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When you are at the pulpit here in this church, how much of a sense of history do you have? And do you sometimes have a glimpse of what it could have been like, how old is the church? The church is more than 200 years old, about 200 years old. Do you ever have sort of echoes and resonances from the past come along in your mind when you're here? Definitely. I never knew my great grandparents and they were from this valley and so when I look upon the people I see their face, I see the relationship, just in the way that we look alike. Your great grandparents could have been in the congregation. The congregation? Would have been sitting right out there. Yes, they would. In this church. In this very church. And you didn't know them, but you've seen pictures of them. Yes. I know where their land was. I know where the ruins of their house were and the people appointed it out to me.
And when I came here, you know, the people, I told the people and right away, some of the elderly remember the name, you know, Narciso-Size, Gavriel Chavez, my great grandparents. So I have a real sense of, from that relationship with my ancestors, that I have a responsibility to carry on what was taught me, the respect for the land, for our way of life, the lifestyle here, that I have a responsibility to relate to the people, not in a dominating way, but rather as a brother and working with them, seeing to their needs and hopefully preserving the way of life here in this family. Do the people in the congregation, in the parish, when they find out that you have grandparents in here, are they impressed by that?
Are they pleased by that? They're impressed in the sense that they know that that relationship is more important than my ordination. What's, by that I mean is that I'm not just a priest, but I am a relative, I'm related to them, who happens to be a priest. Did they refer to you as the young priest from Santa Fe? No, no, just the young priest, but not from the city, I mean they don't think of you as someone from the city. No. No suspicion there. Well, there's always suspicion of anyone new who comes into the valley. There must be a very, very careful approach when, quote unquote, newcomers, even people who have ancestral ties here.
He's got a strange noise. It's not supposed to do that. Yes, they're plastic. I thought it was pigeons or something in your bag. You were saying this natural suspicion when people come, even if there's ancestral ties. The valley, the Viennoyle Valley, Upper Pecos River Valley, for many generations and centuries has been isolated, recently in the past 20 years, especially with the gentrification of Santa Fe, many more people from outside New Mexico have moved here.
In Santa Fe, especially the recent statistics by the US Bureau of Census, for the first time since 1609 when Santa Fe was established as the capital city of New Mexico. For the first time this year, Hispanics are not the majority in the city. Hispanics now cannot afford to live in the city. Property values have increased, real estate, the gentrification process is now considered like Aspen or some community, Palm Springs, and so very wealthy people have moved in. The local native people cannot afford to live there. As a result, they have to move out into the county, so those US Bureau of Census statistics show that while in the city of Santa Fe, the population of Hispanics is now about 48%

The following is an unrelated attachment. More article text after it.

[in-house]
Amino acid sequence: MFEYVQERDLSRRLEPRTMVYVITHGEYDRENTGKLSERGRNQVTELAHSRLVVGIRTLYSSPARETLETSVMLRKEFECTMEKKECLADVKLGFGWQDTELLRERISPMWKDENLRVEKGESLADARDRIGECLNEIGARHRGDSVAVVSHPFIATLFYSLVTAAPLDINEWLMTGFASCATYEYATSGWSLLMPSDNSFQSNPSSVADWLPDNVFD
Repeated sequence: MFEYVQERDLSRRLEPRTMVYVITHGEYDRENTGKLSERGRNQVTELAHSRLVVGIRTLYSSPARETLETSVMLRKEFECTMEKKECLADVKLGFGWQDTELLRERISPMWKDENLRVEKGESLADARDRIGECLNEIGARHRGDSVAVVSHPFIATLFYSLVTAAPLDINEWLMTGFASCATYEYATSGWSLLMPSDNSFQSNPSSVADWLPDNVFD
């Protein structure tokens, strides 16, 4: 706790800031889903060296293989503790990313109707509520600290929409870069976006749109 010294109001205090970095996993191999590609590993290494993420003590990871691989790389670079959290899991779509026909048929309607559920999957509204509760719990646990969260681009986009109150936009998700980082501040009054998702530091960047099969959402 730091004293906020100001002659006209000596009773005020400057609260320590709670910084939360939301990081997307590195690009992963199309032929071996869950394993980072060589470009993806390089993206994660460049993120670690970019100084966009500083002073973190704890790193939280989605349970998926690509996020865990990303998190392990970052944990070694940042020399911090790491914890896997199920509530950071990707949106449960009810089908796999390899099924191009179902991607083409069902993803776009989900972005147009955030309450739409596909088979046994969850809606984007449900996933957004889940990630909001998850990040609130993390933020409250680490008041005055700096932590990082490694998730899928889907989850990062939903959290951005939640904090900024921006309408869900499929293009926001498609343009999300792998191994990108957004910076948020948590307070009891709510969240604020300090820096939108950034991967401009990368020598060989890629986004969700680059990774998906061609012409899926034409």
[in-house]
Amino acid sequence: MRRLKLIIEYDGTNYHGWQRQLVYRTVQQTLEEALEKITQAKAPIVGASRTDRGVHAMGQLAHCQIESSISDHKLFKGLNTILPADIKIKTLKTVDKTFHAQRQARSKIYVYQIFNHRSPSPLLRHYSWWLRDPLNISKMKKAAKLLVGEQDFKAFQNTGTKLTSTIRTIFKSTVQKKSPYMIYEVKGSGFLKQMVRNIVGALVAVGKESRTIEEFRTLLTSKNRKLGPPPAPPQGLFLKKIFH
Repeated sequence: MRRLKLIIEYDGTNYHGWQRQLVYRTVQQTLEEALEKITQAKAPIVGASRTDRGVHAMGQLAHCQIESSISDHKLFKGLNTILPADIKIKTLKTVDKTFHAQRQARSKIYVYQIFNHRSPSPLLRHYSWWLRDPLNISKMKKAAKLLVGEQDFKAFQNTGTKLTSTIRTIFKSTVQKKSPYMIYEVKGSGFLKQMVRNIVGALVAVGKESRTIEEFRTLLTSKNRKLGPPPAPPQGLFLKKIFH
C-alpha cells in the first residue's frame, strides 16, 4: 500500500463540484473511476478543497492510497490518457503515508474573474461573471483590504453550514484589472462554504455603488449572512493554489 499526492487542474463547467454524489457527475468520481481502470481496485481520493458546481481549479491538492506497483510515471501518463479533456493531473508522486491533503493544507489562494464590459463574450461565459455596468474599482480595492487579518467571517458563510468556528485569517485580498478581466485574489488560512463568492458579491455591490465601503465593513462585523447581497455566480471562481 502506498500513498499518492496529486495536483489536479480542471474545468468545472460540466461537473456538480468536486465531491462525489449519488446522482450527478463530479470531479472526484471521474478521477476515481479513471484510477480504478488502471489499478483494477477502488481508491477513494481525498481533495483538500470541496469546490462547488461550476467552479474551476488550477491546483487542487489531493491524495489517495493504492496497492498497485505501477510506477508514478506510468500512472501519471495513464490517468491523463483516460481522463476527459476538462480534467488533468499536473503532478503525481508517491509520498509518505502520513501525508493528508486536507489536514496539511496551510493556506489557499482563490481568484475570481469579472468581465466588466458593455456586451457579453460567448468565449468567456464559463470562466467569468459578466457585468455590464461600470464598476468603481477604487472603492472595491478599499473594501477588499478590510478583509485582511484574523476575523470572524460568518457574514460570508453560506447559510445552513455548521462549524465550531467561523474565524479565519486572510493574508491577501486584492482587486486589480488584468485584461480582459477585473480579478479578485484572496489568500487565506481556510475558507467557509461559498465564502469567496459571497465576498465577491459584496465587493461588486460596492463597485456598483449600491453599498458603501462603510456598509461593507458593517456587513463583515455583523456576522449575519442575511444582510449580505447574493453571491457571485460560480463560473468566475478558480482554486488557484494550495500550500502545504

of the population, county-wise the number of Hispanics has increased in the county areas. So that shows us that Hispanics have had to move out, and that's usually what happens in the process of gentrification. The theory is that many times people will then want to move out, find Valley beautiful and want to come and build condos and condominiums, develop property here. We had a recent episode of that. There was a group from Santa Fe, a very well-meaning community permaculture. Bill Molison from Australia started this concept borrowed from the Aborigines, very much in tune with Native American understanding of the relationship of the land. Bill Molison came to Santa Fe about four years ago, and there was a group of people who
decided that they wanted to form a community where they would live together and follow the ideas of permaculture. So they came out here to the Valley and they wanted to purchase some land in El Pueblo. So they had this fancy brochure and tried to sell parcels of land. The brochure stated that you need at least $50,000 annual income to live in the community, which would exclude everyone that lives here now in the Valley. Also in the brochure it stated that no pets were allowed in their unique community, but if you had horses that you used for recreational purposes that you could keep them with the other villagers down by the river, meaning us, they were going to live in what they called Pueblo Alto, which means the higher village upon a mess overlooking El Pueblo.